The following article is included here on ACP because it has some very good points. There is a real spiritual problem lack of being Biblical problem, being worldly problem in the professed evangelical churches.
The article below is in grave error and enters very dangerous ground when writing, speaking, addressing any person currently as an apostle. Whether they claim it’s a “small a” apostle or what have you.
There were only 13 apostles. 11 of them followed Christ when He was here on earth. 1 was selected to replace the betrayer, Judas Iscariot, and the last and 13th is the apostle Paul.
In order to be an apostle the requirements were, without exception;
Someone who followed the Lord Jesus Christ during His whole earthly ministry. From the Lord’s baptism to His ascension.
To have seen the Lord Jesus Christ after His resurrection.
To have been appointed by the Lord Jesus Christ Himself.
No deviation. No variation. No exceptions. No matter what a modern-day person might say, write or claim.
Saul of Tarsus, who is Paul the apostle was called directly by Jesus. Paul saw Jesus. Heard Jesus. And was chosen to be an apostle by the Lord Jesus Christ.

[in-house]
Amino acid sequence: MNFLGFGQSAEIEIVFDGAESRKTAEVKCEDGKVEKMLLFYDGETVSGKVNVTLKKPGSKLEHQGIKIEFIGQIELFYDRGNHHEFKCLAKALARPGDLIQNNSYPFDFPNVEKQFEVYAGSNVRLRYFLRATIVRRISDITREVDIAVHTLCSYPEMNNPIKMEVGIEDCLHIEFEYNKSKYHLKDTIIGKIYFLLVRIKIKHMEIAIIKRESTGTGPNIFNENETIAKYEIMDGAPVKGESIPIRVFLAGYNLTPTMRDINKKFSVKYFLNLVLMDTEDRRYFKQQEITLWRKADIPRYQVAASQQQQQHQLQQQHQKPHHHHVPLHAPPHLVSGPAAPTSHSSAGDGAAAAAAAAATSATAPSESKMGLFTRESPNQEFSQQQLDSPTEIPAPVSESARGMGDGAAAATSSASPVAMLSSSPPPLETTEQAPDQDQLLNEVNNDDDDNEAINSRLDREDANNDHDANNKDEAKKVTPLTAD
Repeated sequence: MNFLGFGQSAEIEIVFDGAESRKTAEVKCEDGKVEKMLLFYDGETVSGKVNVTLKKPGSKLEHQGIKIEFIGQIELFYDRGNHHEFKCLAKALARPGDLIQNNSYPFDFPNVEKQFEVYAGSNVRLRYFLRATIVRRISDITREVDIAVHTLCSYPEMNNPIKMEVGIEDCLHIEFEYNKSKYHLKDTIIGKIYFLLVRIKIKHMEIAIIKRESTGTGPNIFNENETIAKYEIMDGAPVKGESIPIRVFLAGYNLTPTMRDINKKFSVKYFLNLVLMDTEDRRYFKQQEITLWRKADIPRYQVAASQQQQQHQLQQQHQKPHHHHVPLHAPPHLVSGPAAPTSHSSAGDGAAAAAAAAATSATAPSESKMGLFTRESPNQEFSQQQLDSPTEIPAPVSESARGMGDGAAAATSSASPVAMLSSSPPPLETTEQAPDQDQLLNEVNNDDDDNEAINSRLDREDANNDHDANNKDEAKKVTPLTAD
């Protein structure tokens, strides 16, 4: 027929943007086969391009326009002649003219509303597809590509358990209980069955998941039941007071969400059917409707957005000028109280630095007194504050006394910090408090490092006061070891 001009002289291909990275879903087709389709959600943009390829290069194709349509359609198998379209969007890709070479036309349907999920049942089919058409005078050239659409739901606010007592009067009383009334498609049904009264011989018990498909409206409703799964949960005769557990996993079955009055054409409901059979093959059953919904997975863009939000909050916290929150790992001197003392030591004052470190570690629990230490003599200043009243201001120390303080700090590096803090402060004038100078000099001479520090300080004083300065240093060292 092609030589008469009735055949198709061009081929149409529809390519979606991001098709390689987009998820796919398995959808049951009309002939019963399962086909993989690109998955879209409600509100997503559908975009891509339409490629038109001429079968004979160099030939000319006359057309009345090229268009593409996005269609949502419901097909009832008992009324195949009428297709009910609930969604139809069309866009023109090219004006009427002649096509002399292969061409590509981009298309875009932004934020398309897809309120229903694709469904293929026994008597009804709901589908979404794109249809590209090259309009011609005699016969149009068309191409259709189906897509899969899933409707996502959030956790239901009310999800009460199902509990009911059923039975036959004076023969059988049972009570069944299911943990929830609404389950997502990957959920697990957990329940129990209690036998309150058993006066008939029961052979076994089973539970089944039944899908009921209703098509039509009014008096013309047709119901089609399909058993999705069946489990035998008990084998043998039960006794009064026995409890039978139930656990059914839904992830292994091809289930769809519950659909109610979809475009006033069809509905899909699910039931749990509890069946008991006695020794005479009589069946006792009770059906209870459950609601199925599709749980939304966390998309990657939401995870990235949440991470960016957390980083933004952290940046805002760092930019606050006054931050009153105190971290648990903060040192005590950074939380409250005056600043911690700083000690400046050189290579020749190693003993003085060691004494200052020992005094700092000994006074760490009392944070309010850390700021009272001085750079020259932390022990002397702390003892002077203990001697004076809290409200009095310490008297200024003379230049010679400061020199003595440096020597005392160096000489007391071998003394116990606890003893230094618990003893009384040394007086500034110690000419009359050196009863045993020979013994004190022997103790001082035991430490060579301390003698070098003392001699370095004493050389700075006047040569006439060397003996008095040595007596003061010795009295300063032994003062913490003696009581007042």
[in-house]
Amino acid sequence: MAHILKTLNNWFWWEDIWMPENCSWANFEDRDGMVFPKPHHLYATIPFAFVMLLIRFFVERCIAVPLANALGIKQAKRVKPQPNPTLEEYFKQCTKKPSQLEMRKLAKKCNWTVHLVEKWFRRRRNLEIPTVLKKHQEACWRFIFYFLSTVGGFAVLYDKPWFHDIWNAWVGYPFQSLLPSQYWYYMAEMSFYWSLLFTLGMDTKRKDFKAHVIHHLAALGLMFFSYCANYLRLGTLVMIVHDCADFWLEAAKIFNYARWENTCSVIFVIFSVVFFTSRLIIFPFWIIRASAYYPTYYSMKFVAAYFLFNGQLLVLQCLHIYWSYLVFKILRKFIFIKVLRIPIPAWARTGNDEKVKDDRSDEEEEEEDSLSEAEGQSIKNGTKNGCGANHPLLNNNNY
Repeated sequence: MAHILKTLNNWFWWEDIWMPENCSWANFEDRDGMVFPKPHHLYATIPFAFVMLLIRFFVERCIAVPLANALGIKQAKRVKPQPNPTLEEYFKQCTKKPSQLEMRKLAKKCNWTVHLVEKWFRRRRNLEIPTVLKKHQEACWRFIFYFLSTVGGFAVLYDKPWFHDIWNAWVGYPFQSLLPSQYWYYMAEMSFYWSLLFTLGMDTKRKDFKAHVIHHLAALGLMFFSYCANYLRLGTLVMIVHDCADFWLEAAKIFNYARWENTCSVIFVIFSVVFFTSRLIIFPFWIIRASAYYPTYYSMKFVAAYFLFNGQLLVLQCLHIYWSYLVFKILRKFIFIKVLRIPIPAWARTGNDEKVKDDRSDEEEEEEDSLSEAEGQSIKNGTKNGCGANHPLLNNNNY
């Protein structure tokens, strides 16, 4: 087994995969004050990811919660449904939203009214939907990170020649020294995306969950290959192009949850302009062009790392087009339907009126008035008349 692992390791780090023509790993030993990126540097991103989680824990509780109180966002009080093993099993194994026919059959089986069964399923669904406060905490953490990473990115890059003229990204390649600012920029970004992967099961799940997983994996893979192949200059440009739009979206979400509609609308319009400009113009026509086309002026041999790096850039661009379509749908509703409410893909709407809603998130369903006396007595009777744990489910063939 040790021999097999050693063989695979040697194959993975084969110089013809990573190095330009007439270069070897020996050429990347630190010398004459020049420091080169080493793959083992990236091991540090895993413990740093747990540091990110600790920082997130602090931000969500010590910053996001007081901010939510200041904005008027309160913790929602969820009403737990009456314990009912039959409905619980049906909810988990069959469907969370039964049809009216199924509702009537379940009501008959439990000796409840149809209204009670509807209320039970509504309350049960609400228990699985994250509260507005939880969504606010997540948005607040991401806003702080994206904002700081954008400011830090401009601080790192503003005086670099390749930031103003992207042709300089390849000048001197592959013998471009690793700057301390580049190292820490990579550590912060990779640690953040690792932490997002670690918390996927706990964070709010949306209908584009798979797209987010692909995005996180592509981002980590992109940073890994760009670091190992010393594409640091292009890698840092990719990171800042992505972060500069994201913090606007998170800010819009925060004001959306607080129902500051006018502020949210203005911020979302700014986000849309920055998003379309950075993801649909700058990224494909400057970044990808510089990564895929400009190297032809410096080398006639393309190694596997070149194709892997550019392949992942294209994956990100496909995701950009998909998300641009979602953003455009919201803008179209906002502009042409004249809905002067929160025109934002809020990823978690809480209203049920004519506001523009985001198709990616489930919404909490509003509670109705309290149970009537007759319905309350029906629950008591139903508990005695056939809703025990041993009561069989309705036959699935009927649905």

To pronounce anyone not meeting the above requirements is to preach or speak or write a false doctrine. A worldly doctrine. A dangerous doctrine.
There have not been any apostles since the 13. Period.
If you do not believe this, then search the Scriptures.
Yet the following article by Mr. Showalter is included here for its valid and necessary points pertaining to the weakness in pastoral leadership and what passes for being an evangelist today.
Saturday, October 9th, 2021
ACP — A Crooked Path
Crisis in pastoral leadership: Are the apostolic and prophetic offices being restored?
Friday, October 08, 2021
By Brandon Showalter
Reprinted from The Christian Post
This is part 2 of The Christian Post’s article series on the crisis of leadership in American evangelicalism.
Amid seemingly unending church and ministry leadership scandals and the exposure of unhealthy structures and institutions that enabled them, are long-lost offices of the Church being recovered?
The Apostle Paul writes in Ephesians 2:20 that the Church, the household of God, is “built on the foundation of the apostles and prophets, with Christ Jesus Himself as the chief cornerstone.”